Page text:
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Redcliff Days provides entertainment for all guests

Posted on June 19, 2018 by 40 Mile Commentator
Kids had the opportunity to ride in a TNT Monster Truck.

By Jeremy Appel

Commentator/Courier

A little rain didn’t get in the way of people from the region enjoying Redcliff Days over the weekend.
The three-day festival included activities for all ages, including performers, vendors, a show-and-shine, monster truck rides, library fundraisers, a block party outside Who’s on First and fireworks at Lions Park to cap off Saturday’s festivities.
Brandin Erikson made the trek from Seven Persons to take part in the festivities.
“We’ve gone every year,” said 27-year-old, who is originally from Medicine Hat.
She said her favourite part of the weekend is the show-and-shine, put on by the Redcliff Lions Club at Lions Park.
“Cars are always exciting to see,” Erikson said.
Alastair Lowry of the Lions Club says this is the 24th year the group has put on a car show as part of Redcliff Days.
“Even after the rain, we still had a pretty good turnout,” he said Saturday afternoon.
“We try to continue doing this event for the people who love to see the cars and actually show off the cars.”
The club also holds a 50-50 draw each year, with door prizes donated by businesses in the Medicine Hat-Redcliff area.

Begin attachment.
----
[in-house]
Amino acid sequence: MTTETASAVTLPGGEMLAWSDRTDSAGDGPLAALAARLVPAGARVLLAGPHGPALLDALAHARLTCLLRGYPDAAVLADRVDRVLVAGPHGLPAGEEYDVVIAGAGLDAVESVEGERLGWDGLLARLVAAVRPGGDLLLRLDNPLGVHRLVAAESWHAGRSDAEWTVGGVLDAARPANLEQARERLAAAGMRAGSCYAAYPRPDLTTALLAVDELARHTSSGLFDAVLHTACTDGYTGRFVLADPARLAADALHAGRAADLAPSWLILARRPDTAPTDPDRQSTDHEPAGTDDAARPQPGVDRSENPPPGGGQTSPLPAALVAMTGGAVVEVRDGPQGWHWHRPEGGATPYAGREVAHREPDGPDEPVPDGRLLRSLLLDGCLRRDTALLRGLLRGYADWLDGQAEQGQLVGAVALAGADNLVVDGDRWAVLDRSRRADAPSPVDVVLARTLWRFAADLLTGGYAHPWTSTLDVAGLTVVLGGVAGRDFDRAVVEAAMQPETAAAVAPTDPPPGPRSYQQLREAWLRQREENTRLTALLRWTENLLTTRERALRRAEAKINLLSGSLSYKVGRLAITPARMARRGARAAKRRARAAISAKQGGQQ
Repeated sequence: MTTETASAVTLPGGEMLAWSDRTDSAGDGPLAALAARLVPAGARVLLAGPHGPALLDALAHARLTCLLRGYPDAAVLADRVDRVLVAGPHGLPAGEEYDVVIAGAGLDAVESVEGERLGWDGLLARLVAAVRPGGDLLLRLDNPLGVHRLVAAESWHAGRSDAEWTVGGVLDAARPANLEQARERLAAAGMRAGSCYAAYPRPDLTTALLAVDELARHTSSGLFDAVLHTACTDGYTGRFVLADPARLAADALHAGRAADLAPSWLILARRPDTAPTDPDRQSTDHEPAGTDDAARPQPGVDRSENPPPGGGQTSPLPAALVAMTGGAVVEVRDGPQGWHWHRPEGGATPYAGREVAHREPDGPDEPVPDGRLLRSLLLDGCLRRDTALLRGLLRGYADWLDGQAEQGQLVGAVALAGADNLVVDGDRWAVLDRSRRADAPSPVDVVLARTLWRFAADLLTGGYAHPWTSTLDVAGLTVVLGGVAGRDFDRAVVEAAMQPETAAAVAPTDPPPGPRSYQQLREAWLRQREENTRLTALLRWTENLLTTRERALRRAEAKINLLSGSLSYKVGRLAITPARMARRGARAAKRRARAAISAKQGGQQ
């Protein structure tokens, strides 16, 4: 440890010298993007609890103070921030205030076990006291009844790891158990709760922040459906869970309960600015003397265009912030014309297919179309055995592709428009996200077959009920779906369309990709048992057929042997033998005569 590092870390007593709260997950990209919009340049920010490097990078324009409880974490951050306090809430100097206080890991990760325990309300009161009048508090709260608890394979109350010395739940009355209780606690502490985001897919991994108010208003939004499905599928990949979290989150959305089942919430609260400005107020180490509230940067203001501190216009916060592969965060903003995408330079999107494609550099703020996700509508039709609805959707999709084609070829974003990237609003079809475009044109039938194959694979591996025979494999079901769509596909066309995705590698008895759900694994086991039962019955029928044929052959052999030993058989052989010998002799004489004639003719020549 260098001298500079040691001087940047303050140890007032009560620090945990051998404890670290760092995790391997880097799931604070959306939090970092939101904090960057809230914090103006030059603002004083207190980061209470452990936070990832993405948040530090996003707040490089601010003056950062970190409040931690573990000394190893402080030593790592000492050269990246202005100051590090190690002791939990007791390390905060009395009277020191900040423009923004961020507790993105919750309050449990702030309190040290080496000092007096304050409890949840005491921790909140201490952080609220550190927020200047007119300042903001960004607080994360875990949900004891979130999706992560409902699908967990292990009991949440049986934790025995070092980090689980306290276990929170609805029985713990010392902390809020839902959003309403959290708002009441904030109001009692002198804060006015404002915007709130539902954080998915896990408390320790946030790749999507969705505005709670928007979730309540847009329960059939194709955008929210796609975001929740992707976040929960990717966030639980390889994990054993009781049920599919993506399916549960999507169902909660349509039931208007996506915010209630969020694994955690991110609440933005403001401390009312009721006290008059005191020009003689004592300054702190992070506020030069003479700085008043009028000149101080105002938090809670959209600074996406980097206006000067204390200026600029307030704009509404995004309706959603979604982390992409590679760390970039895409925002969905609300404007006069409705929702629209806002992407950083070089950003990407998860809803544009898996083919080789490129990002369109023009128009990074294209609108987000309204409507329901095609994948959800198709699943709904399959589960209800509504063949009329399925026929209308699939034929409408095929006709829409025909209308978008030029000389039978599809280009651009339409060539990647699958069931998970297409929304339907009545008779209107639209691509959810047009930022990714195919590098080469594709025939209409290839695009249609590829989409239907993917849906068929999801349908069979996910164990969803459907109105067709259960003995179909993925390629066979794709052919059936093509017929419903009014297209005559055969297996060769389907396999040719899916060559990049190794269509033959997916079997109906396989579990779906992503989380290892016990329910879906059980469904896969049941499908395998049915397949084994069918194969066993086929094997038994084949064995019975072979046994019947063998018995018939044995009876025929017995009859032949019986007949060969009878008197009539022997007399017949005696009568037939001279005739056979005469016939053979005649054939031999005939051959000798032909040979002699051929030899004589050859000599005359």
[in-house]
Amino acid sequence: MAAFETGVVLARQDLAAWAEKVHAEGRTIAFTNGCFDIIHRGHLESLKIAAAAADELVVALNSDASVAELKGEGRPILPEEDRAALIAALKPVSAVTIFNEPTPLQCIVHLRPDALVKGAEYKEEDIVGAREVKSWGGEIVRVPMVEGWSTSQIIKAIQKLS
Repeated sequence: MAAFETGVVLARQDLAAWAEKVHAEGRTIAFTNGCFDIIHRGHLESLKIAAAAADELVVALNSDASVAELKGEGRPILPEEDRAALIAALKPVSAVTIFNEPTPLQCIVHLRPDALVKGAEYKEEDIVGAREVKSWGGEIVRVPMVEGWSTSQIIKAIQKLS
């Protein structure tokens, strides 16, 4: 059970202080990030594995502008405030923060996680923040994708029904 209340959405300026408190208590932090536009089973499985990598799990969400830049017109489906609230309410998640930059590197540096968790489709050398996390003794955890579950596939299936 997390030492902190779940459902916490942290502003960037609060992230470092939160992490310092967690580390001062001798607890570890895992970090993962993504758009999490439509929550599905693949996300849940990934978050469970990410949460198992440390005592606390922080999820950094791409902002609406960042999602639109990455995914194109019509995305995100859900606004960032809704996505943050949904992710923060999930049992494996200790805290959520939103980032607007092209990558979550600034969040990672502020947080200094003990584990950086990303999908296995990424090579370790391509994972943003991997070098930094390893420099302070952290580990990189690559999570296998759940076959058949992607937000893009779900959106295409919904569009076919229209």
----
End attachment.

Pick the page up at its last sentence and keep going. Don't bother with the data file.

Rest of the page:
“We’re trying to get more noticeable, since we’re (one of the) last community service here in Redcliff, so we’re trying to make ourselves known to the public,” said Lowry.
“This is one good way to let the people know that we are here and we’re here to help.”
Meanwhile, the Knights of Columbus sold chili outside of the public library, while a book sale took place inside. Both were fundraisers for the library.
Town Coun. Jim Steinke, who’s also the grand knight for the local chapter of the Knights, said Redcliff Days are “very important” for bringing former and current residents of the town together.
“As you can see, pretty much all of the people from Redcliff are out enjoying themselves and visiting, which a lot of times doesn’t really happen unless there’s a type of function,” said Steinke.
“It’s good for the business financially, so it works out very well.”

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